Revolutions in action

This is an invaluable essay, yet one we should critique, because it actually attempts, after a fashion, to consider the actual process of social construction in the wake of ‘revolution’. As we see the whole subject suddenly stumbles into complexities of all kinds. Let us note to start in passing that ‘class struggle’ is not the motor of history. We always caution about statements about historical dynamics. Marxism got it wrong, along with most other attempts. This needs more discussion elsewhere.
The motor of history can only be approximated: our methods of the eonic model suggests a better approach…The macro transitions there are ‘revolutions’ after a fashion, but far more complex…
But we might reiterate our warning

that the examples discussed, e.g. the bolshevik era, show that while it is true that social reconstruction takes time, the fact is that the russian revolution had no real blueprint and the long delay equally indicates this.
In our view (but this essay deserves multiple discussions) the revolution should at least attempt to act quickly, with programs more or less thought out in advance.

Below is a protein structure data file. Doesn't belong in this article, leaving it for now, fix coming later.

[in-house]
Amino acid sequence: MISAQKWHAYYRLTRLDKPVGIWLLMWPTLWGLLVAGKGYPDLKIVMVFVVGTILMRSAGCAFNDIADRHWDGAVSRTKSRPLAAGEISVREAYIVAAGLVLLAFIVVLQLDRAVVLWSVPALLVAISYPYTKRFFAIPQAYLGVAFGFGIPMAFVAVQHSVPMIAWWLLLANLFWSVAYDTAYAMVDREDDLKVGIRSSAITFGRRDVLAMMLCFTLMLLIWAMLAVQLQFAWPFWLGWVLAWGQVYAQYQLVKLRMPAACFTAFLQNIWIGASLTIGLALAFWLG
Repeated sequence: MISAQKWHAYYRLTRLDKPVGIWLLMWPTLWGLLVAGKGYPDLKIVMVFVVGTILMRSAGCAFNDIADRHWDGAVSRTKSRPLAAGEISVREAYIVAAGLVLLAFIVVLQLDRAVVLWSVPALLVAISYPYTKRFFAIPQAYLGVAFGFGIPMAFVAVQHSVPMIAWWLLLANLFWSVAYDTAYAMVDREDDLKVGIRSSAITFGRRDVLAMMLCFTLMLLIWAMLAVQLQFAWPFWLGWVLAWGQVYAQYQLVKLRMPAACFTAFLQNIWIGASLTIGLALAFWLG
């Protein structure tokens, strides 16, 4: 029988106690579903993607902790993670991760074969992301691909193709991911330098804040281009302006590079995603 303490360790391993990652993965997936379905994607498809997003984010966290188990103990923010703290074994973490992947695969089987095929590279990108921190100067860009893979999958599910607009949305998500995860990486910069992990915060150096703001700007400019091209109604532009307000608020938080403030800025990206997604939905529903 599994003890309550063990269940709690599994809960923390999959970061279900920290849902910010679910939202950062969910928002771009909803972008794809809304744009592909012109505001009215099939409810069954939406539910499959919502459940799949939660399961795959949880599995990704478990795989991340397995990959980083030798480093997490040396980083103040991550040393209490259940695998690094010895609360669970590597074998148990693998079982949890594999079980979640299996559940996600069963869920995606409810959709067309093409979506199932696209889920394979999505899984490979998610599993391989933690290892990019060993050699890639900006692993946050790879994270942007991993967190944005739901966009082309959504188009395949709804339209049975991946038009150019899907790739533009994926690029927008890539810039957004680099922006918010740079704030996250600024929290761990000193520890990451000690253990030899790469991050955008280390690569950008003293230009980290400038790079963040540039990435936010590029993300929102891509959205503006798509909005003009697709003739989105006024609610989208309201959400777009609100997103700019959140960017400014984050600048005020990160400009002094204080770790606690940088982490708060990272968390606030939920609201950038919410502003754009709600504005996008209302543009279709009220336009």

Consider our DMNC: democratic market neo-communism, it is partially described (only that!) but indicates a rapid set of actions: expropriation, creation of a Commons, legally and in practice, creation of both a strong authority and a new democratic set of structures (parliament and/or worker orgs), new legal structures asap, very difficult, planning structures and a new type of market, etc… This program would have hundreds of different aspects that should be put into effect at once, as possible. We make no claim that our DMNC is complete but it shows how a revolutionary transformation can be more than ad hoc after the fact.
The fact remains that in every case a revolutionary moment has had no real plan of action, an amazing fact…

We haven’t actually discussed much in this useful essay, but we have at least given some indications, and we must suggest that something like our DMNC approach is potentially far superior: most socialists don’t really have a clue about how to proceed.

But, most of the time, the building of the revolutionary momentum is glacial, and the attempt to transform a state and society can be even more slow.

Source: A Letter to Intellectuals Who Deride Revolutions in the Name of Purity | Portside

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